14 thoughts on “The Big Sleep”

  1. 23 is never t-shirt weather. That is pretty cool. When I started my car in my garage, the temperature on my dashboard said 37. Once I got out of the subdivision, it was 14. The official temperature at the airport was 7, but that is pretty far away. Keeping my car in the garage helps with starting and more importantly, for sitting in the car!

  2. In two weeks? Here in Denver we can do that in two hours! And then go back again to heat index in the next two. Okay, slight exaggeration but we did set a record cold temperature in the last days of October followed by a record high in the first days of November. When I lived in Asia, I always knew if I wasn’t going to work I could wear shorts and a tee shirt to go out. Here I can go into a movie in shorts and come out needing a winter jacket.

  3. There once was guy with a 100+ year old oak tree in front of his house, on the city street right-of-way between the curb and the sidewalk. It was a really beautiful old tree, right up until the morning Hurricane Katrina dropped it across the middle of his house. (To add insult to injury, one day a couple of weeks later he discovered, on the front page of the Capitol City newspaper, a full-color photo of the tree resting on his house, illustrating an article about the extensive tree damage done in Our City.)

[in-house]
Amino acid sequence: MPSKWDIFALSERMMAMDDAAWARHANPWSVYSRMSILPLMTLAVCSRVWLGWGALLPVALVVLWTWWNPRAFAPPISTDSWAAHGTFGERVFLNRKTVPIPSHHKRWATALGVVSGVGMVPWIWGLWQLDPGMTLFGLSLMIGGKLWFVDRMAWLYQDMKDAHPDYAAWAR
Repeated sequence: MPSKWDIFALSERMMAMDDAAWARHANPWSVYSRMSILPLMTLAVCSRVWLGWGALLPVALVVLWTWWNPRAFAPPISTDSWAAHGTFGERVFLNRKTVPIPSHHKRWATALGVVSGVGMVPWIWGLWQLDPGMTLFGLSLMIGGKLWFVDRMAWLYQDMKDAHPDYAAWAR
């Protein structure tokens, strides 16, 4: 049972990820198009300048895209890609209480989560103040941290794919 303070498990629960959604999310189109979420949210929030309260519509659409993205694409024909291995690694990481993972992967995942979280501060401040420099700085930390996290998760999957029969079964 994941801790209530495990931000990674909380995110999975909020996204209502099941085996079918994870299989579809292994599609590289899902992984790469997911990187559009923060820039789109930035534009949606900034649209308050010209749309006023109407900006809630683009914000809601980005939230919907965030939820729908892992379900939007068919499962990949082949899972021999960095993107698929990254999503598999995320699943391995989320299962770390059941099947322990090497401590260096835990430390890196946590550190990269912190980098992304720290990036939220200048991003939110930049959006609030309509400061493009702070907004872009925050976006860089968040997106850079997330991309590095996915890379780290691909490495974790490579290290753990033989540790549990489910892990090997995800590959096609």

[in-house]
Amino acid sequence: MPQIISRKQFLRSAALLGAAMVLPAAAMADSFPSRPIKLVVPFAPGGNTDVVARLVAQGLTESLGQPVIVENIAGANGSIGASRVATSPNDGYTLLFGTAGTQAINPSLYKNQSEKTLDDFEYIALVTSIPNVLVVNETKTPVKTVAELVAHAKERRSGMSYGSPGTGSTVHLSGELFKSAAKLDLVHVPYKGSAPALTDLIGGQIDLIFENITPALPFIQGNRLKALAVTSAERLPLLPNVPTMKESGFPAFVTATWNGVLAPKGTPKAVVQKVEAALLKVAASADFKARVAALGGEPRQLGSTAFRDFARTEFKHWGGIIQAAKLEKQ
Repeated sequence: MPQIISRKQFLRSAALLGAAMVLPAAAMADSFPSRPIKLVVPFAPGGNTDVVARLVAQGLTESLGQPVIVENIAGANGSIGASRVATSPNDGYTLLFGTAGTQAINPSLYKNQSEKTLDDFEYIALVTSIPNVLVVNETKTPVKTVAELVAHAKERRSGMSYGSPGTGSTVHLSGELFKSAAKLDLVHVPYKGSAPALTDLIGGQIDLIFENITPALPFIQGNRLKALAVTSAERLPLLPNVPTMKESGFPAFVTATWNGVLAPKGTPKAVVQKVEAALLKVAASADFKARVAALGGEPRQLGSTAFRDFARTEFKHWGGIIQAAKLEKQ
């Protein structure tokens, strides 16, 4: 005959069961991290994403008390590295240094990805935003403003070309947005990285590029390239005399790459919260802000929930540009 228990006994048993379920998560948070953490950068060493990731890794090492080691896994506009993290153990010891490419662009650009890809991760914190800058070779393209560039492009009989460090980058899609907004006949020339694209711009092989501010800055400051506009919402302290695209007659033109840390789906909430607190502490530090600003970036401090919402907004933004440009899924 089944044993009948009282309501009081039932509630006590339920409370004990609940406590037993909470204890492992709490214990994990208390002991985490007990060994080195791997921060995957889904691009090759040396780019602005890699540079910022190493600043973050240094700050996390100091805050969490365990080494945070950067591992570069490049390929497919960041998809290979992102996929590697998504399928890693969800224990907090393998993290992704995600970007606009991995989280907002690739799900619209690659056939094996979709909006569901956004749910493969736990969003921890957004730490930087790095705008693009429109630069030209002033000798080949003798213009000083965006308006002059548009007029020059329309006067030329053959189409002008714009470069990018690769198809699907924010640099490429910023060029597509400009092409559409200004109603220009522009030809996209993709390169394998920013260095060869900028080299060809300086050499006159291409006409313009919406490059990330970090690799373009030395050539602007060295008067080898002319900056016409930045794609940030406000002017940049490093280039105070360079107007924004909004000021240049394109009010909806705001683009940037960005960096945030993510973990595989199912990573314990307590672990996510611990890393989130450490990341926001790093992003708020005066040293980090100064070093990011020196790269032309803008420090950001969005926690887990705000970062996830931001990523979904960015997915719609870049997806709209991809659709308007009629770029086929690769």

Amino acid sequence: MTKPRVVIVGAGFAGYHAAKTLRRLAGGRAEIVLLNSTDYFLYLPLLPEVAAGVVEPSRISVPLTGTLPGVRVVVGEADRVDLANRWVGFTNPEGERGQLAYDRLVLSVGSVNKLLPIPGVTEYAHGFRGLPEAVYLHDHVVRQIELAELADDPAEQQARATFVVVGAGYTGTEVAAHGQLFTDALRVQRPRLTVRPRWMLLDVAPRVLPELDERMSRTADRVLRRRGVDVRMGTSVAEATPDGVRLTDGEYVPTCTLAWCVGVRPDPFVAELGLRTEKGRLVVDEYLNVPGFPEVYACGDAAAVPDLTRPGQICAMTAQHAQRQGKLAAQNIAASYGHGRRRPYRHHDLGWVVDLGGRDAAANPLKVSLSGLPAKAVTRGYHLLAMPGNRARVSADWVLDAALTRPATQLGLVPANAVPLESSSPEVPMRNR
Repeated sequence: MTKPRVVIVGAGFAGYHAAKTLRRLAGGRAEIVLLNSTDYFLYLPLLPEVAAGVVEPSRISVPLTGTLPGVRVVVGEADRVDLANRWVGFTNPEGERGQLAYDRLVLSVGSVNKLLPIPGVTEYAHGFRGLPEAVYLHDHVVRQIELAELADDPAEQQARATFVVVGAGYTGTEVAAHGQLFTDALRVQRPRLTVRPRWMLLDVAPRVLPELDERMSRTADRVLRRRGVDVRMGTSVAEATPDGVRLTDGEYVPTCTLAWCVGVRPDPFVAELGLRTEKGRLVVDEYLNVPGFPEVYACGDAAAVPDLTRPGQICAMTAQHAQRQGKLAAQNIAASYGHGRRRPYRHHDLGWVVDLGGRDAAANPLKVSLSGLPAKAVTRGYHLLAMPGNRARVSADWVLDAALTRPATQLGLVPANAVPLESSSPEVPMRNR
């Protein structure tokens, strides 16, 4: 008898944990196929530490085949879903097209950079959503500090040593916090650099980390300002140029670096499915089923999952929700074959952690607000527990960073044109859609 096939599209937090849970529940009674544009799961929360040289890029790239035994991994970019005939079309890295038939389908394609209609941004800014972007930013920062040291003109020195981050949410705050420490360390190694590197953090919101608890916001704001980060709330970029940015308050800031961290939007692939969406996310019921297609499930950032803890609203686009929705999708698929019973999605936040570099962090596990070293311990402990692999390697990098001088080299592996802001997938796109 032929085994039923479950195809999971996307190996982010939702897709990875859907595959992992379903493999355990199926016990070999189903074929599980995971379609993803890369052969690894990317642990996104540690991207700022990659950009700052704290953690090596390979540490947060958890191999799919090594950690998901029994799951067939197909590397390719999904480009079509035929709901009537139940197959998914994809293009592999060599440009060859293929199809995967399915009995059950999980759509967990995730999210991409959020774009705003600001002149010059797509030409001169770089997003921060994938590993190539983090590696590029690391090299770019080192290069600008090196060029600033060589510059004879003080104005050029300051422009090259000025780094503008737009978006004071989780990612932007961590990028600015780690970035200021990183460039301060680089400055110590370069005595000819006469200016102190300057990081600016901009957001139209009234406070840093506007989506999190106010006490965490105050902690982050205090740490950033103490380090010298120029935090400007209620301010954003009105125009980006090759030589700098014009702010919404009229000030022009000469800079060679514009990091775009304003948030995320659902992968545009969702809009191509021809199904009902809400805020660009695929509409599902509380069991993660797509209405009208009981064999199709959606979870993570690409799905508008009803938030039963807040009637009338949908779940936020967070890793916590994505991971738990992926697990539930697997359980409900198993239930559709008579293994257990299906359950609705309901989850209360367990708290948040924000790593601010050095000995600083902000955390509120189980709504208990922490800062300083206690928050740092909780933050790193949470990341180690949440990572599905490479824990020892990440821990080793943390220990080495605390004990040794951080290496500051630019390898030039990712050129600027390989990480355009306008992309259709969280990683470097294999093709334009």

4. From the National Weather Service:

    Montana holds the U.S. (and perhaps world) record for the fastest rise in temperature over a 24-hour period. A down slope chinook wind event pushed the temperature at the town of Loma from -54°F at 9 am on January 14, 1972, to 49°F by 8 am on January 15th. The 103°F (57.2°C) rise is the greatest change in temperature ever officially measured on earth within a 24-hour period.

    80°F rise in 15 hours: Kipp, MT, on December 1, 1896

    42°F rise in 15 minutes: Fort Assiniboine, MT, on January 19, 1893

    47°F rise in 7 minutes: Great Falls, MT, on January 11, 1980. The temperature ultimately rose 82°, from -30°F on the 10th to 52°F by the 14th, then dropped back to -26°F on the 29. On the same date, a site in central Montana named Roy 24 NE (near Mobridge) went from -25°F near midnight on the 11th to 53° on the afternoon of the 12th (in other words, a 78° rise in about 18 hours).

    Montana also holds (perhaps) the world record for the sharpest drop in temperature as well as the sharpest increase. Browning, MT, saw its temperature drop 100°F, from 44°F to -56°F, in less than 24 hours as a result of a cold front passage on January 23-24, 1916. Fairfield, MT, saw an 84° drop (from 63°F to -21°F) in just 12 hours on December 24, 1924. This is generally credited as the record for any 12-hour period.

    (If you don’t like the temperature in Montana, just wait a few minutes.)

  5. The Armistice Day Storm of 1940 saw almost as deep drops in temp. accompanied
    buy wind and snow – killed hundreds and stranded thousands.
    Recounted in “All Hell Broke Loose”.
    One woman related that her father was catching it from her grandfather because all the Barometers
    he bought for their store were broken. It was just the pressure was so low they just did not register.
    The big killer was it was so nice in the morning no one was prepared for the afternoon.
    I knew people that were trapped in that storm (and survived)

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